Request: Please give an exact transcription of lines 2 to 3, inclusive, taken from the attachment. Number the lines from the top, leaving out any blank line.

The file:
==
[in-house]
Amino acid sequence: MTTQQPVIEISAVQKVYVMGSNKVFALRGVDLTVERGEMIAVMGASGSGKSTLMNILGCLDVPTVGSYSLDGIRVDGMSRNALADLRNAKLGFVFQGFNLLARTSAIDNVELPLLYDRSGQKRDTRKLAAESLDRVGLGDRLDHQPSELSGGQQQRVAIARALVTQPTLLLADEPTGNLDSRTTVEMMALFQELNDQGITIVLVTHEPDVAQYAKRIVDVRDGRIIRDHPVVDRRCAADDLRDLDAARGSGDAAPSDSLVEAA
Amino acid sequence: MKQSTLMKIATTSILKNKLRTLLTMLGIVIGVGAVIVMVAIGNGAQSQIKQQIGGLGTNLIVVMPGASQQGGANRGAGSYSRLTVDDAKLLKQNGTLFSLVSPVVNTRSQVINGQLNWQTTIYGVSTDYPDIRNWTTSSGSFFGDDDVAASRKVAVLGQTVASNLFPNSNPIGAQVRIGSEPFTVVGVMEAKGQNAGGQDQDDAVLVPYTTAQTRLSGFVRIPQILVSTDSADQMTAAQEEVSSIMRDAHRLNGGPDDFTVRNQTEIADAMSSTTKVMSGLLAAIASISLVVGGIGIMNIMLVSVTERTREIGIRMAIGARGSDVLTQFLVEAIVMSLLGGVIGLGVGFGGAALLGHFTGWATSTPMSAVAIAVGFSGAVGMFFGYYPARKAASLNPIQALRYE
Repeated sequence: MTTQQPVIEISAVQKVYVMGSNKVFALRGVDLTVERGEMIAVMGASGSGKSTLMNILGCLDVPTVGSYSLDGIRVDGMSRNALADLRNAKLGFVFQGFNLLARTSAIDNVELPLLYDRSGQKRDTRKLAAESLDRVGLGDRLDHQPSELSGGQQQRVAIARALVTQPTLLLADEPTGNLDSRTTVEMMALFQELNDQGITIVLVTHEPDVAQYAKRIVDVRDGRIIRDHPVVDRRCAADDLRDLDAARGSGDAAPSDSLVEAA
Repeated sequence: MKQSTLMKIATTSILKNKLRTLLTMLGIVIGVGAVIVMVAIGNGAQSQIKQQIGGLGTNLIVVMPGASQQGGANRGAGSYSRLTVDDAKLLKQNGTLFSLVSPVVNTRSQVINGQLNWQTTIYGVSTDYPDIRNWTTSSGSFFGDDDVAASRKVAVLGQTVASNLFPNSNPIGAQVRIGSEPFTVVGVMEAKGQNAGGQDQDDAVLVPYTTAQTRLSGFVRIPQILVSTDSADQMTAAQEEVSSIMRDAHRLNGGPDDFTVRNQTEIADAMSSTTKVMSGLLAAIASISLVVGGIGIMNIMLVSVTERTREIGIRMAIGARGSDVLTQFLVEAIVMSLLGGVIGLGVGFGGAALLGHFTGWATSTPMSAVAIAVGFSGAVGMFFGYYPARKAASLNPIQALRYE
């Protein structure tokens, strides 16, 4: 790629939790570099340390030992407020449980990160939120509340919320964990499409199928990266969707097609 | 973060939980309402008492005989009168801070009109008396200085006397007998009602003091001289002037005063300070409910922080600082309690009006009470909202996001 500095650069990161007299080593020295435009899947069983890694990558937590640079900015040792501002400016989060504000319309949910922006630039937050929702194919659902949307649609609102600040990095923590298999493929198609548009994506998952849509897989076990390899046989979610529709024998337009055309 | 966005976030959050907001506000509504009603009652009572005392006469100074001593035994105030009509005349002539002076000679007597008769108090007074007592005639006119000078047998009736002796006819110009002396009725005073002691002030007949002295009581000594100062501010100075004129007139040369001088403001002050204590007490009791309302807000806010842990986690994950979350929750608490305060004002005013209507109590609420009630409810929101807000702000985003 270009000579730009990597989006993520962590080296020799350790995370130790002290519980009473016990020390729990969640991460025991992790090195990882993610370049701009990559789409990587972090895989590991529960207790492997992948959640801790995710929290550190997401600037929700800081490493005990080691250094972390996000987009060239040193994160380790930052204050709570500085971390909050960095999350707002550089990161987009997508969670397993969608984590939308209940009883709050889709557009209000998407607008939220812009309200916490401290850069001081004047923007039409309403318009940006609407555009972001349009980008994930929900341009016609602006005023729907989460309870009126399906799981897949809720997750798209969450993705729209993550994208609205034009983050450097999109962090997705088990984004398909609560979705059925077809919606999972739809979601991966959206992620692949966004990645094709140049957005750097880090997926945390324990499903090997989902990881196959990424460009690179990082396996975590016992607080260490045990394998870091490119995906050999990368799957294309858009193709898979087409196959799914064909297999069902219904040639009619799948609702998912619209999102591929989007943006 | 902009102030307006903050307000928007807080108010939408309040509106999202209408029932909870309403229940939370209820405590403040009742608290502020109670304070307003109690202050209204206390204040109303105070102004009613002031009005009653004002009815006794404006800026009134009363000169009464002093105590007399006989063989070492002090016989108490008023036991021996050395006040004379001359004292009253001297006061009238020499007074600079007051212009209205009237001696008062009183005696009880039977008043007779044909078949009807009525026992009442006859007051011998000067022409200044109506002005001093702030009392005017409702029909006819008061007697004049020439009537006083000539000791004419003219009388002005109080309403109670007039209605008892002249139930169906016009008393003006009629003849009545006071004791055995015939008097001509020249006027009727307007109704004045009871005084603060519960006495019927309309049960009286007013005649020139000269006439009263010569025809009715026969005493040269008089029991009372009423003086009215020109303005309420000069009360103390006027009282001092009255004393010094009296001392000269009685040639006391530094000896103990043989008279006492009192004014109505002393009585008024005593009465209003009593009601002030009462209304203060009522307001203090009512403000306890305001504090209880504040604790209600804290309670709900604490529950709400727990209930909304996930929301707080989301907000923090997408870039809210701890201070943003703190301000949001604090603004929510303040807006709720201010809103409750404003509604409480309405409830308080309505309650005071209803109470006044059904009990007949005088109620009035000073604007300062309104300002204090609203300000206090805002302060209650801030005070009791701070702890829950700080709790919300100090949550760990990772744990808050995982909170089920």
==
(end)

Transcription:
Amino acid sequence: MTTQQPVIEISAVQKVYVMGSNKVFALRGVDLTVERGEMIAVMGASGSGKSTLMNILGCLDVPTVGSYSLDGIRVDGMSRNALADLRNAKLGFVFQGFNLLARTSAIDNVELPLLYDRSGQKRDTRKLAAESLDRVGLGDRLDHQPSELSGGQQQRVAIARALVTQPTLLLADEPTGNLDSRTTVEMMALFQELNDQGITIVLVTHEPDVAQYAKRIVDVRDGRIIRDHPVVDRRCAADDLRDLDAARGSGDAAPSDSLVEAA
Amino acid sequence: MKQSTLMKIATTSILKNKLRTLLTMLGIVIGVGAVIVMVAIGNGAQSQIKQQIGGLGTNLIVVMPGASQQGGANRGAGSYSRLTVDDAKLLKQNGTLFSLVSPVVNTRSQVINGQLNWQTTIYGVSTDYPDIRNWTTSSGSFFGDDDVAASRKVAVLGQTVASNLFPNSNPIGAQVRIGSEPFTVVGVMEAKGQNAGGQDQDDAVLVPYTTAQTRLSGFVRIPQILVSTDSADQMTAAQEEVSSIMRDAHRLNGGPDDFTVRNQTEIADAMSSTTKVMSGLLAAIASISLVVGGIGIMNIMLVSVTERTREIGIRMAIGARGSDVLTQFLVEAIVMSLLGGVIGLGVGFGGAALLGHFTGWATSTPMSAVAIAVGFSGAVGMFFGYYPARKAASLNPIQALRYE